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Will absolute return funds become fashionable again?
The return of market volatility and the end of loose monetary policy in parts of the world has led several market commentators to suggest that absolute return funds could become more interesting if markets start to pull back.
Absolute return funds are designed to provide a positive return over rolling 12-month periods in all market conditions, although this is never guaranteed.
Within the open-ended funds (OEICs/unit trusts) universe, examples of absolute return funds include JPM Global Macro Opportunities (GB00B4WKYF80), Schroder UK Dynamic Absolute Return (GB00B3N53472), 7IM Real Return (GB00B75MS619), Threadneedle UK Absolute Alpha (GB00B8BX5538) and Jupiter Absolute Return (GB00B6Q84T67).
Also in this peer group is BlackRock UK Absolute Alpha (GB00B5ZNQ990) which has achieved annualised returns of 2.26%, 4.47% and 1.81% on a 10, five and three-year basis respectively, according to Morningstar.
Although those levels of returns are significantly less than the broader market – and other absolute return funds have produced similarly low returns – they could still appeal to a more cautious investor who wants to avoid a large capital loss in the future.
RISK VERSUS REWARD
BlackRock UK Absolute Alpha is co-managed by Nick Osborne and Nigel Ridge who tap into significant in-house research and support at BlackRock.
‘We’re trying to deliver positive absolute returns at substantially reduced levels of risk,’ explains Osborne. ‘It takes out the challenge that many of our clients feel around market timing, which evidence suggests is hard.’
Osborne says the absolute return universe straddles many different asset classes and in some instances different geographies. ‘Although the funds all call themselves absolute return, many have different return ambitions and risk tolerance.’
He says any good fund should take advantage of their differentiated expertise. ‘Ours is a great heritage and a wonderful franchise in investing in UK equities,’ enthuses the BlackRock fund manager.
He primarily puts money to work in the FTSE 100 and top end of the FTSE 250. Top 10 ‘long’ positions (as at 30 April) included grocery giant Tesco (TSCO), cruise operator Carnival (CCL), media business RELX (REL) and banking behemoth HSBC (HSBA).
Yet as Osborne explains: ‘Not only can we profit from shares that we think are going to rise in value, but we can also generate returns through having positions in shares which we think are going to fall in value (known as ‘shorting’). Our short ideas also help to hedge risk and reduce overall portfolio volatility.’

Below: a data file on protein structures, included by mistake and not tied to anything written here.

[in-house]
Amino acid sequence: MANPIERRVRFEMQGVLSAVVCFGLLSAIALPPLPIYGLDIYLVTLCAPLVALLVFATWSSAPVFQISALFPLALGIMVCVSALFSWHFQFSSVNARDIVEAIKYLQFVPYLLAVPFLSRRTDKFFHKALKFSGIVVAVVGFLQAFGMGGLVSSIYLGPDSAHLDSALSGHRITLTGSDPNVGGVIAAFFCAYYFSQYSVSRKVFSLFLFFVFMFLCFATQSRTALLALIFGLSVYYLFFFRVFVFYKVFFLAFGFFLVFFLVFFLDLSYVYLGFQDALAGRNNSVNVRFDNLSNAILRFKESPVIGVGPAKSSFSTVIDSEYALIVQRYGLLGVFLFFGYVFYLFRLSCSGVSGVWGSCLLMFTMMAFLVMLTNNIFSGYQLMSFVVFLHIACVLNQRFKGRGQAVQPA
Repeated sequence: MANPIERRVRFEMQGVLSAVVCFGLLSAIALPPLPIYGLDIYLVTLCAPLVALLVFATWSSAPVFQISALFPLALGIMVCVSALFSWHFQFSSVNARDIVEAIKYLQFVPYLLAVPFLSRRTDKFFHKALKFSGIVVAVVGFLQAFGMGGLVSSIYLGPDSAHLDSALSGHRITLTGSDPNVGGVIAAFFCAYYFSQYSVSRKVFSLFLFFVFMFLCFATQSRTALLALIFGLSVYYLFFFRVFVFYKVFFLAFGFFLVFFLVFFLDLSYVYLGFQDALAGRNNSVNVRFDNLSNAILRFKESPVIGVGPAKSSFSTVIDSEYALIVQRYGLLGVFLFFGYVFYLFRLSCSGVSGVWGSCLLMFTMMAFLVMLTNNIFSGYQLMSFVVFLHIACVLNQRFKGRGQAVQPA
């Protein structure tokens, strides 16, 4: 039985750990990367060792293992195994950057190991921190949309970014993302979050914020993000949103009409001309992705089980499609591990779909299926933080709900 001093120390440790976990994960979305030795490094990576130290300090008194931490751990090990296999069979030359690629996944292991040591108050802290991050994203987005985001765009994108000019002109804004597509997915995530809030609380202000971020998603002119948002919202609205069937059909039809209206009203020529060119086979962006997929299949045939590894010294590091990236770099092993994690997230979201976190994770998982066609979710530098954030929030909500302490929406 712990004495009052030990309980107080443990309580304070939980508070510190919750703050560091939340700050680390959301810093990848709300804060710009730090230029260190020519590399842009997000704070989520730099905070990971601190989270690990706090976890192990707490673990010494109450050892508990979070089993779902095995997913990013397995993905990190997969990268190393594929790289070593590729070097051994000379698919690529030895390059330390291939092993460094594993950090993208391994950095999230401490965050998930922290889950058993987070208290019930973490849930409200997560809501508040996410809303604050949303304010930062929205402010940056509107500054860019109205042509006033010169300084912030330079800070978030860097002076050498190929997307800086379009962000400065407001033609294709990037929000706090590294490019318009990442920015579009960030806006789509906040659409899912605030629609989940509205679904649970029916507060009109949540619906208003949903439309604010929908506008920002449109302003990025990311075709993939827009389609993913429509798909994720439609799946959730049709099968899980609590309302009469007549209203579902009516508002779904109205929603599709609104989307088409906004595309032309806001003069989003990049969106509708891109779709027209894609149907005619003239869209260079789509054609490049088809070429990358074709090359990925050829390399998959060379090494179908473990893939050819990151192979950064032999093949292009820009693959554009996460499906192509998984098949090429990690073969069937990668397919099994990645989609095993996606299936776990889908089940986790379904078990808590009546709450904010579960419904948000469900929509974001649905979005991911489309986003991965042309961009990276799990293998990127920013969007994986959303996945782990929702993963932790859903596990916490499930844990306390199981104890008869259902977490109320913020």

Osborne won’t divulge current short positions and points out that shorting is often misrepresented in the media. ‘It is portrayed as speculation. Actually, what shorting always did historically, and how we use it as a tool, is to take out risk,’ he says.
In falling markets, the fund manager says he is able to exercise his ability to introduce shorts to support the fund’s asset value, to take out volatility and to therefore reduce risk.
‘And whereas most fund returns are determined by the beta component, in our fund, returns are predominantly determined by alpha. Therefore it matters much less what the market does, because our shorts reduce our net market exposure.’
Beta is a measure of a stock’s volatility compared to the overall market. Alpha is how much extra return an investor or fund manager has achieved versus a benchmark index.
USING PAIR TRADES
The BlackRock fund also uses pair trades, which you can think of as relative value trades.
‘Pair trading is an opportunity where we see two companies that have similar operating characteristics, are almost always exposed to the same sector, but we think will have different return profiles.
‘The key output is that the fund’s market exposure is much more modest and as a consequence of that lower market exposure, volatility is considerably lower as we can use our shorts to hedge out risks and to protect the fund in times of market stress.’
Osborne believes the current benign global growth outlook will support company earnings, though he cautions the withdrawal of stimulus and consequences for rates will be depressive for equity markets, with valuations likely to fall from elevated levels over the next few years.
Accordingly, he says: ‘We do like attractively valued cyclical shares that are likely to benefit from that growth backdrop and we can play that across a range of sectors – the UK market is incredibly international with around only 30% of the revenue exposure of the UK stock market generated domestically.
‘We’ve sought companies with US exposure because the trading backdrop is positive but also there’s been a benefit from fiscal changes which will further accelerate earnings growth.’